Cokriging, kernels, and the SVD: Toward better geostatistical analysis.
AuthorLong, Andrew Edmund.
Committee ChairMyers, Donald E.
MetadataShow full item record
PublisherThe University of Arizona.
RightsCopyright © is held by the author. Digital access to this material is made possible by the University Libraries, University of Arizona. Further transmission, reproduction or presentation (such as public display or performance) of protected items is prohibited except with permission of the author.
AbstractThree forms of multivariate analysis, one very classical and the other two relatively new and little-known, are showcased and enhanced: the first is the Singular Value Decomposition (SVD), which is at the heart of many statistical, and now geostatistical, techniques; the second is the method of Variogram Analysis, which is one way of investigating spatial correlation in one or several variables; and the third is the process of interpolation known as cokriging, a method for optimizing the estimation of multivariate data based on the information provided through variogram analysis. The SVD is described in detail, and it is shown that the SVD can be generalized from its familiar matrix (two-dimensional) case to three, and possibly n, dimensions. This generalization we call the "Tensor SVD" (or TSVD), and we demonstrate useful applications in the field of geostatistics (and indicate ways in which it will be useful in other areas). Applications of the SVD to the tools of geostatistics are described: in particular, applications dependent on the TSVD, including variogram modelling in coregionalization. Variogram analysis in general is explored, and we propose broader use of an old tool (which we call the "corhogram ", based on the variogram) which proves useful in helping one choose variables for multivariate interpolation. The reasoning behind kriging and cokriging is discussed, and a better algorithm for solving the cokriging equations is developed, which results in simultaneous kriging estimates for comparison with those obtained from cokriging. Links from kriging systems to kernel systems are made; discovering kerneIs equivalent to kriging systems will be useful in the case where data are plentiful. Finally, some results of the application of geostatistical techniques to a data set concerning nitrate pollution in the West Salt River Valley of Arizona are described.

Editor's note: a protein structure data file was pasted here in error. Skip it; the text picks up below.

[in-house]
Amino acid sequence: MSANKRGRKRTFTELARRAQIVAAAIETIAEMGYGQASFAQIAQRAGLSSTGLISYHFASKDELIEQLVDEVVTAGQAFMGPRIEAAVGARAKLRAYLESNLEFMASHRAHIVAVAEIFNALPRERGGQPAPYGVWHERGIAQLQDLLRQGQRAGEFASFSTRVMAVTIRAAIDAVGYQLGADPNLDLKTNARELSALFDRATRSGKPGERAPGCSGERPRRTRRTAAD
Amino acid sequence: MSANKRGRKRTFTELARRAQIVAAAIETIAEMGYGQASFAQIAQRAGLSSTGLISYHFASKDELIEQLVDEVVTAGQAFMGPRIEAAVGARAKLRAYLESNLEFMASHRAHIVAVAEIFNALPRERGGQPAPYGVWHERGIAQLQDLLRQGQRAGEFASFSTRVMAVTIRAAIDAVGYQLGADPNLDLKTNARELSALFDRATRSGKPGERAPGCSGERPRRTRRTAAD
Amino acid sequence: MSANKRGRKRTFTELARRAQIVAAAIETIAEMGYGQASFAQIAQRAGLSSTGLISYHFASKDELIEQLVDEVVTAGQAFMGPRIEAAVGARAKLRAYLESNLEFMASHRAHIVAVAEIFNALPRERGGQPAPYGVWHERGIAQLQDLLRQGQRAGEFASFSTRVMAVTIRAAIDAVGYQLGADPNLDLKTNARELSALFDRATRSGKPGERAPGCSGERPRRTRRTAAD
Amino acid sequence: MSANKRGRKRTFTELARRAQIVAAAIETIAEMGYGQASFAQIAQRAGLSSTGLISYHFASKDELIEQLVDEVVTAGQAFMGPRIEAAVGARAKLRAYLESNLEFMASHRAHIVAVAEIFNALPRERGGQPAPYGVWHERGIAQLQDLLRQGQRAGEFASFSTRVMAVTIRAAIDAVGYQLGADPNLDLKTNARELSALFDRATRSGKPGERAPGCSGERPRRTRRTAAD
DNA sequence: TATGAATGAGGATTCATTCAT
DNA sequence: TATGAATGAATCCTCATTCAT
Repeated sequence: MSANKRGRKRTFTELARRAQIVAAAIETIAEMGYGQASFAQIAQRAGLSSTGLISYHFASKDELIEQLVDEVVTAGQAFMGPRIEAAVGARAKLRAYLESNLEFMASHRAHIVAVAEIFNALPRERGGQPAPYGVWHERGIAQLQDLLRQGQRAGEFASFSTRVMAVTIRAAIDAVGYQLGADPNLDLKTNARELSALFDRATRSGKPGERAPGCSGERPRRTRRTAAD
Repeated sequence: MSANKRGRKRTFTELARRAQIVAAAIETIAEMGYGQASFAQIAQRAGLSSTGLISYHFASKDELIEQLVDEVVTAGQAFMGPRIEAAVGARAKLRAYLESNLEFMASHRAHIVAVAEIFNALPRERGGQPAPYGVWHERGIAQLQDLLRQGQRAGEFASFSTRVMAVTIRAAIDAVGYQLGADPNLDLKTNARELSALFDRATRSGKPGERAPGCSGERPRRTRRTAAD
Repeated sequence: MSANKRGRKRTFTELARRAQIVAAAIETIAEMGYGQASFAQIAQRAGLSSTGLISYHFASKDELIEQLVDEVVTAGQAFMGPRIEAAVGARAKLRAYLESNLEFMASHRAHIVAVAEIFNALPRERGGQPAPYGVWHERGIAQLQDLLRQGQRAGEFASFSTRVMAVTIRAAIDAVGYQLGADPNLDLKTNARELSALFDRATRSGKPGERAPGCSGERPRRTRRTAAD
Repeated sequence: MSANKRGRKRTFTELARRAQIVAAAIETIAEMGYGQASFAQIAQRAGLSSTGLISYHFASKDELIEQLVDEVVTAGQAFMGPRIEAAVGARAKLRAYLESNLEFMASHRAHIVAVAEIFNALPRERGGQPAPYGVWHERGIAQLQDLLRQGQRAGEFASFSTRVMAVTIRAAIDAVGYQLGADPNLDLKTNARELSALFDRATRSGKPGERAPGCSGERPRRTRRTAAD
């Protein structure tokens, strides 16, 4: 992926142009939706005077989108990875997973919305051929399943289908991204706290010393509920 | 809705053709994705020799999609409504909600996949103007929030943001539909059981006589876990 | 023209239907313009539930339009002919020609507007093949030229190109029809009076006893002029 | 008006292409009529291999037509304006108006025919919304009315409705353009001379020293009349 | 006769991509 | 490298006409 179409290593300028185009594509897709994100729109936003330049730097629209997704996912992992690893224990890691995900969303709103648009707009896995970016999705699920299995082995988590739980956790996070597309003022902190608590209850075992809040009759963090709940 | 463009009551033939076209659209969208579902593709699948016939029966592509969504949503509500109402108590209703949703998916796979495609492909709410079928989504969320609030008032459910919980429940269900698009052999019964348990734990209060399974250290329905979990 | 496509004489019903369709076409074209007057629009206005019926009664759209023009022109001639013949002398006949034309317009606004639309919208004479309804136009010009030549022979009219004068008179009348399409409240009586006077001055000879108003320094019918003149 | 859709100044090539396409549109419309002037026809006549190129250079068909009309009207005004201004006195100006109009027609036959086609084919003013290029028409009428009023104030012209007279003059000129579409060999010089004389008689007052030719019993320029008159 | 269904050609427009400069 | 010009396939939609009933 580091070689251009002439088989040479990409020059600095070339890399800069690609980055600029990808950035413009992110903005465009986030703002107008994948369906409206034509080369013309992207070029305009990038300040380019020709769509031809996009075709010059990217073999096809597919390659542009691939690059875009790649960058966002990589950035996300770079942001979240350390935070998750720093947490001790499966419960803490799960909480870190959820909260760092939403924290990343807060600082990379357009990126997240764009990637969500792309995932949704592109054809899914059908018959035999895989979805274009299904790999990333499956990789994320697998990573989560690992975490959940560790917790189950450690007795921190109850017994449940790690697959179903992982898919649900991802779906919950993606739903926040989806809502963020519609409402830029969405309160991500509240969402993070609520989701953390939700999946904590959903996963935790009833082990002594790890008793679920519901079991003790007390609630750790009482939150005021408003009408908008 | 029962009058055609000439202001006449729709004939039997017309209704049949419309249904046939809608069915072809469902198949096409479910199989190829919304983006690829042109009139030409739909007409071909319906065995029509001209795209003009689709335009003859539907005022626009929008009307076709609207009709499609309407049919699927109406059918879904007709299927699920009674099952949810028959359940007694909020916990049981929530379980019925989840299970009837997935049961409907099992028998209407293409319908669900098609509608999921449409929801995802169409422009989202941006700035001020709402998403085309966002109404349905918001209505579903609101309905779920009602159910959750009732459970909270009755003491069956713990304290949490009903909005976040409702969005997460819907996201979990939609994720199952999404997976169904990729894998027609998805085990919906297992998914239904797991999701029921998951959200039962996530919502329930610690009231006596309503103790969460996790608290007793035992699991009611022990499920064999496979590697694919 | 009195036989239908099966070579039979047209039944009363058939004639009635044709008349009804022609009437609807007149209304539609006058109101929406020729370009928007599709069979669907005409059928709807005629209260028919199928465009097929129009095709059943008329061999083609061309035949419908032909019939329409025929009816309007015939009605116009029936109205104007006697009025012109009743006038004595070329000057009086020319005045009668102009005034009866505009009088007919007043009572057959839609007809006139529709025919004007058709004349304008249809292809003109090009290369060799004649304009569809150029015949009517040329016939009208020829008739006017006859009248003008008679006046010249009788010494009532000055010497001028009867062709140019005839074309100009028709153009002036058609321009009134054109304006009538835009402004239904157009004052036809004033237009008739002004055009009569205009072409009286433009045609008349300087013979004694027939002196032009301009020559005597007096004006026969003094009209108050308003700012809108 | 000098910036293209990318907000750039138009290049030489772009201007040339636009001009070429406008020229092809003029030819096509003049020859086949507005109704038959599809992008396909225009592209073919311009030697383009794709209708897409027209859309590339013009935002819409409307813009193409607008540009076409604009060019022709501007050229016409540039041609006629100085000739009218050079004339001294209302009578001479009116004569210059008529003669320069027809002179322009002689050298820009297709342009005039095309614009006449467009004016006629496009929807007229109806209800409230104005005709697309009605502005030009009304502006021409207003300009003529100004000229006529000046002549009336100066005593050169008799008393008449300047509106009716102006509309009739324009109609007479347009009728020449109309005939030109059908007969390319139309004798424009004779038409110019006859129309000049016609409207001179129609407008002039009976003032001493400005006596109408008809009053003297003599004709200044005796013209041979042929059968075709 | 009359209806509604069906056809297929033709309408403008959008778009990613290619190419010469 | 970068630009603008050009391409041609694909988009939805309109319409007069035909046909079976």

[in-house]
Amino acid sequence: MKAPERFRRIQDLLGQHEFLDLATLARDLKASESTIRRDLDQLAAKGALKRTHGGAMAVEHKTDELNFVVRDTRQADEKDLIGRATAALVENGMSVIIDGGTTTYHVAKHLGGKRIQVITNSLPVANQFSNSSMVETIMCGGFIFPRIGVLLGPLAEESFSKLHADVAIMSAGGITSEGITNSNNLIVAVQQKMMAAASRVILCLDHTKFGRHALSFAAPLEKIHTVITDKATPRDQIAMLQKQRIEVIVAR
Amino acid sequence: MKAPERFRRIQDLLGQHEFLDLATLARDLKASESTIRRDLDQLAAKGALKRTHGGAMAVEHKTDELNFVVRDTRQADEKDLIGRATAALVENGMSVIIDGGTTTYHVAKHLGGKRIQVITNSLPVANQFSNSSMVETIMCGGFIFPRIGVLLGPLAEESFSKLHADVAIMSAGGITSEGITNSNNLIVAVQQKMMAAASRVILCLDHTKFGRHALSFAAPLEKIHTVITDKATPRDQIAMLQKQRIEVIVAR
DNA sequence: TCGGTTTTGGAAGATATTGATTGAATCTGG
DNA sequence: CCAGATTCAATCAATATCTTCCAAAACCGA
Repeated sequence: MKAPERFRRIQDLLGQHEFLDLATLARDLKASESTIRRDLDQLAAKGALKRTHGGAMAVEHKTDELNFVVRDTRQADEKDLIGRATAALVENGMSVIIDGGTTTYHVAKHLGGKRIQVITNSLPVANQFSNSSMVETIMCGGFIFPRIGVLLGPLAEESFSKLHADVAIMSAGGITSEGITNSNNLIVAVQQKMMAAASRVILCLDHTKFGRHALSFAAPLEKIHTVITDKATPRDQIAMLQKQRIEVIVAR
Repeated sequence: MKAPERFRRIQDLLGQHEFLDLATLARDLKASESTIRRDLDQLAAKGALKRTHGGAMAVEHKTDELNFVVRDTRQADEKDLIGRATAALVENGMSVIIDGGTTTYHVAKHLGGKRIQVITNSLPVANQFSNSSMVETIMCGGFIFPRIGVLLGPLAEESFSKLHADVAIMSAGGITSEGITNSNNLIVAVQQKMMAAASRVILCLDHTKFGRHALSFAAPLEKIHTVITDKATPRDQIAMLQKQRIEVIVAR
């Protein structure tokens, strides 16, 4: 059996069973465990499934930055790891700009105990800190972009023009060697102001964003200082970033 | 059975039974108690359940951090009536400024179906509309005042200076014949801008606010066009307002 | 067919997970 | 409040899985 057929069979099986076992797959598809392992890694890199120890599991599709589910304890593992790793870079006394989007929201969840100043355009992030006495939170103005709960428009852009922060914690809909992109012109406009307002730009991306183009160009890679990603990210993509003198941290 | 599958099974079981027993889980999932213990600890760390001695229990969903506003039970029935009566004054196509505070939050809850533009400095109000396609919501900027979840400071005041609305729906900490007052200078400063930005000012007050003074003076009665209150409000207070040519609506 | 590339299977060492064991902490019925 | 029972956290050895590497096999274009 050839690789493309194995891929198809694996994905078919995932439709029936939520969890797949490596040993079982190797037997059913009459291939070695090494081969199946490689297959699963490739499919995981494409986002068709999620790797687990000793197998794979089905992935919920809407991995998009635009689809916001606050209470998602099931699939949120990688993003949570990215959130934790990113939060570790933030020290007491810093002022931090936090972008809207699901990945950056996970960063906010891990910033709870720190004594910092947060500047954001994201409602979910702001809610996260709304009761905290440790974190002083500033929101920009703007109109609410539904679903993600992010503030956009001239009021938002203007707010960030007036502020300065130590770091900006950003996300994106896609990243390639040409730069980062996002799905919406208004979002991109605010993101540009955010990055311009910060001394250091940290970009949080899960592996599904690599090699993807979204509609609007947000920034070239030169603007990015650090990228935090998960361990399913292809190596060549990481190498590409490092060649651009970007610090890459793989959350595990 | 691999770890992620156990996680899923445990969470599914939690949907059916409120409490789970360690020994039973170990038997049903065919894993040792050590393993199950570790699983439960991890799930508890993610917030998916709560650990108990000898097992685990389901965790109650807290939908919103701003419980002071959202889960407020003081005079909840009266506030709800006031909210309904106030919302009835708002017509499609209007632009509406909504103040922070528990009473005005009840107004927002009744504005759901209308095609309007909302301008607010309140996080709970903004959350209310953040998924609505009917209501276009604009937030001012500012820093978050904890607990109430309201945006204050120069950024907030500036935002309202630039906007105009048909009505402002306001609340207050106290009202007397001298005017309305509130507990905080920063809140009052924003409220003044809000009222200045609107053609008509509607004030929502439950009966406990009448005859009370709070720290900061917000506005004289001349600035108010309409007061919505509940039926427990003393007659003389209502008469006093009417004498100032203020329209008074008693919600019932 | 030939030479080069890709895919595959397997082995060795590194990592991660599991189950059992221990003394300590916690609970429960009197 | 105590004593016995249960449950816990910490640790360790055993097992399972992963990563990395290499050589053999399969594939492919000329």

Degree ProgramApplied Mathematics